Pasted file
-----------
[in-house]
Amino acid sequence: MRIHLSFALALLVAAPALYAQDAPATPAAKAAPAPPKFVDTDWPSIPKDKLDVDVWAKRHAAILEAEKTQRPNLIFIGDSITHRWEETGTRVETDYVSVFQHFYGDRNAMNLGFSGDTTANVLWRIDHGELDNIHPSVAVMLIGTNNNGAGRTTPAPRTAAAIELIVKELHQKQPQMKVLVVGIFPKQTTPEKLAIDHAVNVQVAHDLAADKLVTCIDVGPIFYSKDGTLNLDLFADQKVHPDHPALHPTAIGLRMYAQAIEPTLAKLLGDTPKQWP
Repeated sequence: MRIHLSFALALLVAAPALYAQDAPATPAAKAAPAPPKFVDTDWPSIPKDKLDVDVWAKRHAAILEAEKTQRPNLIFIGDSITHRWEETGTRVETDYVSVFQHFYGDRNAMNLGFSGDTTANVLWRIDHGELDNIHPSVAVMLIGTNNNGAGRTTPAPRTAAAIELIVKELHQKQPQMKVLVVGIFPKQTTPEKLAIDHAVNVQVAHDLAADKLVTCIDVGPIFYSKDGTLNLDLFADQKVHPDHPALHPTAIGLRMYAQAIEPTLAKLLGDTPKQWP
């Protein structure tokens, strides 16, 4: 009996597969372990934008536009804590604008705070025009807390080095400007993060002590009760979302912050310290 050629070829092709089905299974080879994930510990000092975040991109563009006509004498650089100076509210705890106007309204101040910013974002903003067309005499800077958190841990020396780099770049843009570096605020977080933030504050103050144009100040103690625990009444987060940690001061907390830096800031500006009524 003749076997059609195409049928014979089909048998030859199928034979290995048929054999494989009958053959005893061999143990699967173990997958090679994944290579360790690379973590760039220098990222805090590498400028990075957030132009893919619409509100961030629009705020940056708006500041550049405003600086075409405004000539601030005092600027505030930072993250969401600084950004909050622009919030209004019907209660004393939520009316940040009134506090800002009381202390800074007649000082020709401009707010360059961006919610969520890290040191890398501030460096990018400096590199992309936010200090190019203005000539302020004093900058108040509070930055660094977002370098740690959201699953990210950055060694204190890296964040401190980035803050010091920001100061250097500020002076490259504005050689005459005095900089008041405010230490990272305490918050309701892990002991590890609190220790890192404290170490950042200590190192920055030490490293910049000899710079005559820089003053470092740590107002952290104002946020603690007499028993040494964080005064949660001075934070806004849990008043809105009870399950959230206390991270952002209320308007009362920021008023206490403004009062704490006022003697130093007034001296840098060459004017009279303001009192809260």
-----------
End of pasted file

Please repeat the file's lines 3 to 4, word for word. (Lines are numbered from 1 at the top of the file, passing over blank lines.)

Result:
Repeated sequence: MRIHLSFALALLVAAPALYAQDAPATPAAKAAPAPPKFVDTDWPSIPKDKLDVDVWAKRHAAILEAEKTQRPNLIFIGDSITHRWEETGTRVETDYVSVFQHFYGDRNAMNLGFSGDTTANVLWRIDHGELDNIHPSVAVMLIGTNNNGAGRTTPAPRTAAAIELIVKELHQKQPQMKVLVVGIFPKQTTPEKLAIDHAVNVQVAHDLAADKLVTCIDVGPIFYSKDGTLNLDLFADQKVHPDHPALHPTAIGLRMYAQAIEPTLAKLLGDTPKQWP
């Protein structure tokens, strides 16, 4: 009996597969372990934008536009804590604008705070025009807390080095400007993060002590009760979302912050310290 050629070829092709089905299974080879994930510990000092975040991109563009006509004498650089100076509210705890106007309204101040910013974002903003067309005499800077958190841990020396780099770049843009570096605020977080933030504050103050144009100040103690625990009444987060940690001061907390830096800031500006009524 003749076997059609195409049928014979089909048998030859199928034979290995048929054999494989009958053959005893061999143990699967173990997958090679994944290579360790690379973590760039220098990222805090590498400028990075957030132009893919619409509100961030629009705020940056708006500041550049405003600086075409405004000539601030005092600027505030930072993250969401600084950004909050622009919030209004019907209660004393939520009316940040009134506090800002009381202390800074007649000082020709401009707010360059961006919610969520890290040191890398501030460096990018400096590199992309936010200090190019203005000539302020004093900058108040509070930055660094977002370098740690959201699953990210950055060694204190890296964040401190980035803050010091920001100061250097500020002076490259504005050689005459005095900089008041405010230490990272305490918050309701892990002991590890609190220790890192404290170490950042200590190192920055030490490293910049000899710079005559820089003053470092740590107002952290104002946020603690007499028993040494964080005064949660001075934070806004849990008043809105009870399950959230206390991270952002209320308007009362920021008023206490403004009062704490006022003697130093007034001296840098060459004017009279303001009192809260």